So I'll be building a new and improved greenhouse. I want to incorporate a rmh into my design alonld with earthbags. OK simple as I can put this. I want to use a normal rmh design but with 12" piping...I'll run this through an insulated aboveground cistrin with no less than 5000 gallons h²o. I will in turn pump this heated h²o into active liquid to air heat exchangers to heat the greenhouse. Has this been done? I realize I can't use stove pipe. I'll be using 12" .120" pipe with welds as needed and heat transfer fins. The mass tank will be a zero psi and vented to outdoor atmosphere...I'm not gonna attempt a pressurized system.. This will need to heat a rather large greenhouse until November in Craig co.....my rough GH dimensions will be 40'l x 30'w x 16'h at ridge line and 8' at north and south walls. So roughly overestimate of 19,200³ft to heat. And keep inside temp at no less than 50f.
Further greenhouse design will include earthbag exterior walls 4' tall and I'll be using clear polycarbinate for the roof and opaic poly carb for the remaining exterior wall space.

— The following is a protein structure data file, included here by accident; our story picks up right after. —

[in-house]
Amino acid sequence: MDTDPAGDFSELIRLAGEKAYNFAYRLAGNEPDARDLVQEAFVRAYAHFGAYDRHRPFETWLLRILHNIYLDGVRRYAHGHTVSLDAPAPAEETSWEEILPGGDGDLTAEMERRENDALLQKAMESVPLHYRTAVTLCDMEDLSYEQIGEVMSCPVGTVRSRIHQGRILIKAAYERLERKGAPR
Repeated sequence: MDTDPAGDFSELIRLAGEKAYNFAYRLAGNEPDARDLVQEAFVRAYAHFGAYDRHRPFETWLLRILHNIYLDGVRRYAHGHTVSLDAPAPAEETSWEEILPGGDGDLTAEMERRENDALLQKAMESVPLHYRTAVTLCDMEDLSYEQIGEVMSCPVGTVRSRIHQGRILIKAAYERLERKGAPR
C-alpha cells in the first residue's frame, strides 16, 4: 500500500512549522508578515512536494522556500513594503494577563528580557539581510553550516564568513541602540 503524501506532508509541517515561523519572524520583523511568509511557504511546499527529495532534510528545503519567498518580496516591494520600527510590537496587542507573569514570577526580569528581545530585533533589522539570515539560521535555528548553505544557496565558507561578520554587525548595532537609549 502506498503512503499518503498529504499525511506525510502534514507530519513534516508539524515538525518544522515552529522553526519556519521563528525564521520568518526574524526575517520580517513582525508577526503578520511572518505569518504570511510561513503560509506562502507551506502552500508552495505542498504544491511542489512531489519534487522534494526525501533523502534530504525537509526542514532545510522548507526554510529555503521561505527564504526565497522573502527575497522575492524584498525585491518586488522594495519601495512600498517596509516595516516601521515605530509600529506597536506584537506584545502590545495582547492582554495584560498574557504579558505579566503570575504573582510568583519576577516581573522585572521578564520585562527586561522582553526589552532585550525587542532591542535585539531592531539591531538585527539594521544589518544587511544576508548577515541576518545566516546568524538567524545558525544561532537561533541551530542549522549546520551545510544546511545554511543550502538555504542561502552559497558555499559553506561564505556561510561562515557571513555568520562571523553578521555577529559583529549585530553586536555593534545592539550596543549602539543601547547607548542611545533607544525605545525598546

Thanks in advance
I haven't heard of exactly that being done, but there is one person who has built a 6" RMH which heats a fish tank in a greenhouse. He has brick channels under the water container, and as it is a modest system he just has a plastic liner to hold the water.
You would obviously need a stronger vessel - what are you planning to use? How will you seal around the 12" duct where it enters the tank? What tank dimensions do you anticipate? Where will the tank be located, and will you have planting area on top of it?
In principle it sounds like a viable plan. 12" is a very large system, and you will likely need to use top-shelf materials to stand up to the intense heat in the combustion core. Have you researched the "Rocket Stoves in Greenhouses" thread in this forum?
If you're in Colorado, which I believe is a sunny region, and you only want to heat your greenhouse till November, passive solarshould be very effective, and much simpler and more foolproof and require less maintenance and feeding than this idea.
Works at a residential alternative high school in the Himalayas SECMOL.org . "Back home" is Cape Cod, E Coast USA.